A young woman’s horrific spiked drink experience is a stark reminder not to depend on the kindness of strangers.
Now, the victim’s mother is sharing a video of her daughter’s nightmarish ordeal that began on her first night out “clubbing” after turning 18 — the legal drinking age in the UK.
Millie Taplin, of Southend-on-Sea, Essex, was rendered “frozen” for nearly four hours after a man at a bar offered her a cocktail.
Soon, she was being rushed to a hospital after an apparent drugging — “one to paralyze and one to knock her out,” doctors told her distressed mom, Claire Taplin.
“This is what being spiked looks like please be careful when out, my daughter was lucky she had good friends that acted accordingly,” Claire, 48, shared in a blunt Facebook post. “Share this post make people aware.”
Video shows her lying in a hospital bed, searching from side to side as she attempts to make words through her clenched jaw, with her hands raised and fingers bent as if trying to “claw” her way out of the hellish trap.
‘As disturbing as it is, if that saves one girl, just one, then it’s worth sharing.’Claire Taplin, 48, referencing the scary video of daughter Millie
“She looked possessed,” Claire told the Mirror. “When I made contact with her I could see that she was there, she was trying to me eye contact with me but she couldn’t speak.”
Millie was enjoying her first night of partying as a legal adult on July 31 at a local Southend bar, Moo Moo, when she and a few friends met a group of men, including a few with whom she was familiar.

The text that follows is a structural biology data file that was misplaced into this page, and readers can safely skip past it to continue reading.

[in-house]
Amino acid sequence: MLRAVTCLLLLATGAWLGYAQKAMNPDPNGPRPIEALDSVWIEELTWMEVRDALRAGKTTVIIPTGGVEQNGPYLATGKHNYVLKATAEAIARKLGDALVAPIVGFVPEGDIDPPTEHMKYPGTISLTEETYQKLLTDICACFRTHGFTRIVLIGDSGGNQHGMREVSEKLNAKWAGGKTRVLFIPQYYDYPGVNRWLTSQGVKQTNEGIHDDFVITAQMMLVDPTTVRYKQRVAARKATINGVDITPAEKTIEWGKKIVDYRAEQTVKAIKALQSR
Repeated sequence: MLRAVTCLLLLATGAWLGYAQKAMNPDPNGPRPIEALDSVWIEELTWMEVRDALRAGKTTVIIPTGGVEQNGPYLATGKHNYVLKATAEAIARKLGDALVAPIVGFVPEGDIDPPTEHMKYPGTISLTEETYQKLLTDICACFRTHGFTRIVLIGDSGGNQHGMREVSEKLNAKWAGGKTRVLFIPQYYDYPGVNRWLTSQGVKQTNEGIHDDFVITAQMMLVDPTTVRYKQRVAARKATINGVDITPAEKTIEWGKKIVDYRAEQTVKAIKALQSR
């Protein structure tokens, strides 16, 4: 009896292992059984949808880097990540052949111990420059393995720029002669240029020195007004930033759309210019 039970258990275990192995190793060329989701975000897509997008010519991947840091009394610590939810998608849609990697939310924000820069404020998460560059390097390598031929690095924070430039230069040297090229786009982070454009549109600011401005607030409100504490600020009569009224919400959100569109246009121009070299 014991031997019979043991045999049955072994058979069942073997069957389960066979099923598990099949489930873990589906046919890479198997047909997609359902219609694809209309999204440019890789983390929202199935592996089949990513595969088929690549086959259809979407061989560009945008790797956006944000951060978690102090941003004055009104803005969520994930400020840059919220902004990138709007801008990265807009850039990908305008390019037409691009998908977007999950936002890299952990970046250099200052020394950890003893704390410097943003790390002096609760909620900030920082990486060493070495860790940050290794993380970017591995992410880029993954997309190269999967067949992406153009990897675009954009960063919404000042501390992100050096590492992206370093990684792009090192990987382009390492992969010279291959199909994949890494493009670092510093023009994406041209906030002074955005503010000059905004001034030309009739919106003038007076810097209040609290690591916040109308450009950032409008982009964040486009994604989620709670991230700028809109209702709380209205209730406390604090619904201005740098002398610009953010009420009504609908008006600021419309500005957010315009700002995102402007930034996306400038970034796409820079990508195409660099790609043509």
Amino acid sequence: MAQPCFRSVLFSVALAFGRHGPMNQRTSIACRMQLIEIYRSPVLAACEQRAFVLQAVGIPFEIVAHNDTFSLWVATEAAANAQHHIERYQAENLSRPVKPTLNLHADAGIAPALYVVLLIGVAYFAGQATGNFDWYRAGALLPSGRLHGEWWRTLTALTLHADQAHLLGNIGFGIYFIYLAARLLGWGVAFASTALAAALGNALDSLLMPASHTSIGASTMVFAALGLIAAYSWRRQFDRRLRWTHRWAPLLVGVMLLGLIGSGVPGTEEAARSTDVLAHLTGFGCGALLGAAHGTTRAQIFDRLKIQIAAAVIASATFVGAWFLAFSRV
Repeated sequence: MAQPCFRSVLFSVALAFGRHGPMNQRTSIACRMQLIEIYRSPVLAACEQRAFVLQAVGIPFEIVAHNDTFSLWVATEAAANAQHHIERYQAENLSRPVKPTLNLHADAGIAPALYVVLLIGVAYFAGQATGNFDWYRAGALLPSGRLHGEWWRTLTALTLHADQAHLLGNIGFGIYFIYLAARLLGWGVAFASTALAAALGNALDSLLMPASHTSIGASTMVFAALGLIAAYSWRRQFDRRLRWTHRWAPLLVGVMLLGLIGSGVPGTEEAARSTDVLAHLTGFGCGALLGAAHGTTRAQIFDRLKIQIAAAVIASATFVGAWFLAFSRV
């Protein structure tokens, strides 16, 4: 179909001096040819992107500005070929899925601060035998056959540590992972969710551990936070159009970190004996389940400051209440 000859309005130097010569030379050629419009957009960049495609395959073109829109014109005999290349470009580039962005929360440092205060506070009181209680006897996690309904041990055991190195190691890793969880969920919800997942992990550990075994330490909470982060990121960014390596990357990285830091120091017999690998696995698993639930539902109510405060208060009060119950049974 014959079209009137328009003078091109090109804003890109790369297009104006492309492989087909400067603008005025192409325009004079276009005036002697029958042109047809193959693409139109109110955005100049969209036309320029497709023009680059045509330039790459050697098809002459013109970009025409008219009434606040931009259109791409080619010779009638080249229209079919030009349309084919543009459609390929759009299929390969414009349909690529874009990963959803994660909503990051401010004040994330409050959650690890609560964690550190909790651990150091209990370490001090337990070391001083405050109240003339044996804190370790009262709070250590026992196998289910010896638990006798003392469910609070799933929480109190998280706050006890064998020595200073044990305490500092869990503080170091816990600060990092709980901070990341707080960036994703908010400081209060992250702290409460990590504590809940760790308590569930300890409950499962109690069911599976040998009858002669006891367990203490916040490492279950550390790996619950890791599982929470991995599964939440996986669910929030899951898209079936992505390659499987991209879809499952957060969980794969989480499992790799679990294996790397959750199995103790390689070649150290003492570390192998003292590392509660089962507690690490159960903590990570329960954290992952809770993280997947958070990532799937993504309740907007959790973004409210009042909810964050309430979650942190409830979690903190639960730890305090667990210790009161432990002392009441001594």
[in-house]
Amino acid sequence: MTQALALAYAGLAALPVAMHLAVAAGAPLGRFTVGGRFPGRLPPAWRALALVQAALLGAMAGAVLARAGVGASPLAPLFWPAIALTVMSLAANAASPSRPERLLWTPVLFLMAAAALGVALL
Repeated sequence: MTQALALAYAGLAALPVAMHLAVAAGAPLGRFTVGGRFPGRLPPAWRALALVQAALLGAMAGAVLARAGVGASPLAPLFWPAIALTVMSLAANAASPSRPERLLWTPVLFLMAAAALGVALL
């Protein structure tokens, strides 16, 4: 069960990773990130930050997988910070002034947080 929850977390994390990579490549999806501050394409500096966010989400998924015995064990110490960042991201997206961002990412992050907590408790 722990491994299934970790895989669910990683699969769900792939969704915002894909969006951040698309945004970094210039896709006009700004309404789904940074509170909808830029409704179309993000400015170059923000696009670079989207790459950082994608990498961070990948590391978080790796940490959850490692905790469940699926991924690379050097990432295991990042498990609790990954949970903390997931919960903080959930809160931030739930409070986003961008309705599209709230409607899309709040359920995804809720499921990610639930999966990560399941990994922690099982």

However, the night took a dark turn when one man with the group offered her a drink, which he described to her as vodka and lemonade.
“I had a couple of sips of the drink and went to the smoking area,” Millie told the UK outlet. “I came back and felt like I’d drunk too much, and then I went outside to be sick.”
Millie’s friends, along with her older sister Sadie, 28, rushed her to the hospital in the early morning hours of Aug. 1.
“I knew everything going on,” said Millie of her paralysis. “I could reply to people in my head but I couldn’t get it out.”
“It was really scary,” she continued. “In my head I was there but in my body I wasn’t. I’ve never felt like that.”
Millie recovered within several hours and discharged later that morning.
Her mom had hoped the traumatic ordeal wouldn’t “stop her from wanting to go out,” she said, but the young woman on the cusp of adulthood separately told the Mirror that she’d never be the same: “I probably won’t be going out much more. I’ll be taking every precaution there is to take.”
Still, her protective mama agreed the video was important to share publicly.
“As disturbing as it is, if that saves one girl, just one, then it’s worth sharing.”
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